Shane Stapleton looks at a testing two weeks for Kilkenny
Another county, another manager, another tactician; anyone but Brian Cody, and this would be called a crisis.
Five months on from Kilkenny’s heaviest All-Ireland final loss in 52 years, Clare inflicted upon the James Stephens man his worst ever loss as county manager.
Since winning last year’s Leinster final amid a gutless second-half display by Galway, the Cats have won just one of five competitive games. Cody’s trusted clubmen Jackie Tyrrell and Eoin Larkin have exited the fray. This team has yet to score a goal in the 2017 league.
They were bullied by Waterford and saw three men treated by a physician, while four more had to call for attention in the pummelling of Ennis. Were they to be wearing any colours other than black and amber, you might even question their presence last Sunday as a Division 1A side.
Richie Hogan, whose five points after coming on at half-time won last year’s provincial decider against the Tribe, was hauled off after 49 minutes at Cusack Park after an almost imperceptible outing. To remove the 2014 Hurler of the Year when all other forwards - with the exception of TJ Reid - were struggling doesn’t present positive optics.
Wally Walsh also went off with a hand injury and the manager admitted there will be doubt over his involvement against Cork, while another unsteady performance by Paul Murphy at centre-back adds to the notion that he should be redeployed at corner-back where he so excels. Yet Cody feels he must persist based on what we’ve seen in the pointless Walsh Cup and in the league so far.
The Kilkenny team pose with the Bob O'Keeffe Cup last July. Mandatory Credit ©INPHO/Morgan Treacy
Changes had to be made from 2016 and the manager identified the full-back position as the primary concern; they must forego Padraig Walsh’s immense influence outfield because he is a human Securicor van inside his own '14. (Watch for the short puckout to Walsh, followed by his thunderous left-sided clearances travelling to the far '21.) A necessary compromise.
Michael and Colin Fennelly, along with Ger Aylward, are to come back into the team and no doubt their absences played a big part in the scoreline against Clare. He who is good for making excuses is seldom good for anything else — and doubtless that is Cody’s stance. He'll make do and push on. In any case, cold reflection informs us of a more revealing statistic from Sunday: just two of the Banner’s eight All Stars from 2013 started, Brendan Bugler and Podge Collins.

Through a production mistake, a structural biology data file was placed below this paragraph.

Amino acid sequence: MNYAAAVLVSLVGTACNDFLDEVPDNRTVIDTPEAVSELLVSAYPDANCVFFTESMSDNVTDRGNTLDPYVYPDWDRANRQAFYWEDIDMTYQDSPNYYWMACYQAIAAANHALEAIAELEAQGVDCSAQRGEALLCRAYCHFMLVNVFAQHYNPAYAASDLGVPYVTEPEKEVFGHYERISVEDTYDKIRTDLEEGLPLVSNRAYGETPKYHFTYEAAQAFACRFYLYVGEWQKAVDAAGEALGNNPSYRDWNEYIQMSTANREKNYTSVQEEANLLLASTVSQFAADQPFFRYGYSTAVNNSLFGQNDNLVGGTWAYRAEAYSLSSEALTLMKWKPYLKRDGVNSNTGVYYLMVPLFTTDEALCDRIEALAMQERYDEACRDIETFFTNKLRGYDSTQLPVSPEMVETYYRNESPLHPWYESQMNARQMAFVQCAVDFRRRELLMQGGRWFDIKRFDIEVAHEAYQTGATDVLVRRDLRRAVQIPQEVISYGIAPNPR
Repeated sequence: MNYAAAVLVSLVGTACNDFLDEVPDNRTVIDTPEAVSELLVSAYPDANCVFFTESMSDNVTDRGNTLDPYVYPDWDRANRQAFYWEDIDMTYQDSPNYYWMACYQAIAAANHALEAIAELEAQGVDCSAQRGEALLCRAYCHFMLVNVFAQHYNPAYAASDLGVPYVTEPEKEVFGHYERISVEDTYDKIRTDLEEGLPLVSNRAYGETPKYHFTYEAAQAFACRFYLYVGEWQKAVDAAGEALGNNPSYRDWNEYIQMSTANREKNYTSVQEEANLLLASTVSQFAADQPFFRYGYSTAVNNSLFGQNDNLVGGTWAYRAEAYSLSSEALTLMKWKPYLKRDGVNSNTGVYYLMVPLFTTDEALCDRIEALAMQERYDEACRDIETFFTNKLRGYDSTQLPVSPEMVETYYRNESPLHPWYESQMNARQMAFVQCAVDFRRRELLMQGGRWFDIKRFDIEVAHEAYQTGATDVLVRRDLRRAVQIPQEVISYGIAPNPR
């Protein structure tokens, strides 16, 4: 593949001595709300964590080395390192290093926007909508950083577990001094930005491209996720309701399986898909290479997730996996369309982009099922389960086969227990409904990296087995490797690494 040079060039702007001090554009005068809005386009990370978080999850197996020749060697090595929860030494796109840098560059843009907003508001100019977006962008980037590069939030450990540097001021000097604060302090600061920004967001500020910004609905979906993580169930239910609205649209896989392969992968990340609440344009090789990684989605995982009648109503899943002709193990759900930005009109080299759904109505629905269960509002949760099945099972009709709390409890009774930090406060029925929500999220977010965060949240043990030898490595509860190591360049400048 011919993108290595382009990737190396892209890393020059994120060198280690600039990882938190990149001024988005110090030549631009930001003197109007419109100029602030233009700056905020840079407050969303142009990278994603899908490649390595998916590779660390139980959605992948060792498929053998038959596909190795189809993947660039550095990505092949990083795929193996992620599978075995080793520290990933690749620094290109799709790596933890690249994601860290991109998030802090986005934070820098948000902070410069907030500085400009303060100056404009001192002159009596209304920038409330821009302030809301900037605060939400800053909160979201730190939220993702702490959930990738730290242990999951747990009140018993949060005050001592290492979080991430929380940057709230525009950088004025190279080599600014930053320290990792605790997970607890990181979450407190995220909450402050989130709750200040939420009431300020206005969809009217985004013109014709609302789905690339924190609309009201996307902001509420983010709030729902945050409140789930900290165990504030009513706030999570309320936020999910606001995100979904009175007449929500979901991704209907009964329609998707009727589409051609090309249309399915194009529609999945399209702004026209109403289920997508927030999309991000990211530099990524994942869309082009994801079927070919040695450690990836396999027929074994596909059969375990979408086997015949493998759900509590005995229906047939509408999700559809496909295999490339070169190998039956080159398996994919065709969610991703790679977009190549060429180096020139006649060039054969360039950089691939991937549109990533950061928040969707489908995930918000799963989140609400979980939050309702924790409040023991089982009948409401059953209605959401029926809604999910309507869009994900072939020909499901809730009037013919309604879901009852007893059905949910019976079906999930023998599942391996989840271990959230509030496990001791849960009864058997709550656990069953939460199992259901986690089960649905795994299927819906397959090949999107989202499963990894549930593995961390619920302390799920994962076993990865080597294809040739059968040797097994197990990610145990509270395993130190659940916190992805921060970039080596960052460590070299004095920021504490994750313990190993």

In a final nod to the 2016 Leinster final, we must remember that only Larkin is no longer part of Cody’s phalanx. He still has the other 16 players who were good enough to land another provincial crown, so to borrow a quote from a man who will threaten their dominance this season, “let’s chill the beans”. The Cats will be fine, they’ll still be part of the Bob O’Keeffe discussion, the Liam Mac battle, and their younger players will grow a year older and stronger.
Clare defeated Kilkenny by 13 points last weekend. Mandatory Credit ©INPHO/Donall Farmer
The idea of them failing to lift the All-Ireland this year is not a hasty once based on two league games alone. Predicting results in spring is like trying a solo-run down a water slide, treacherous at best. The perception comes down to everything mentioned above, that a former player was moved to tweet about the work rate even if he didn’t mean anything sinister, and about the team managing just 0-2 in the final 28 minutes of normal time against Clare.
The younger players have struggled and much of that has been down to bringing them in before time. Of not having 12 or 13 experienced stars carrying them and putting them on the front-foot as they build confidence at this level. Pat Lyng, Sean Morrissey, Evan Cody, Conor O’Shea, Richie Leahy and the others who have been given a chance, they would all find the going much easier if the Fennellys and Aylward were there too carrying some of the load.
Managers up and down the country have for years faced what is in front of Cody now: putting together a winning team where the sum must far exceed the parts. No man is better equipped for the challenge.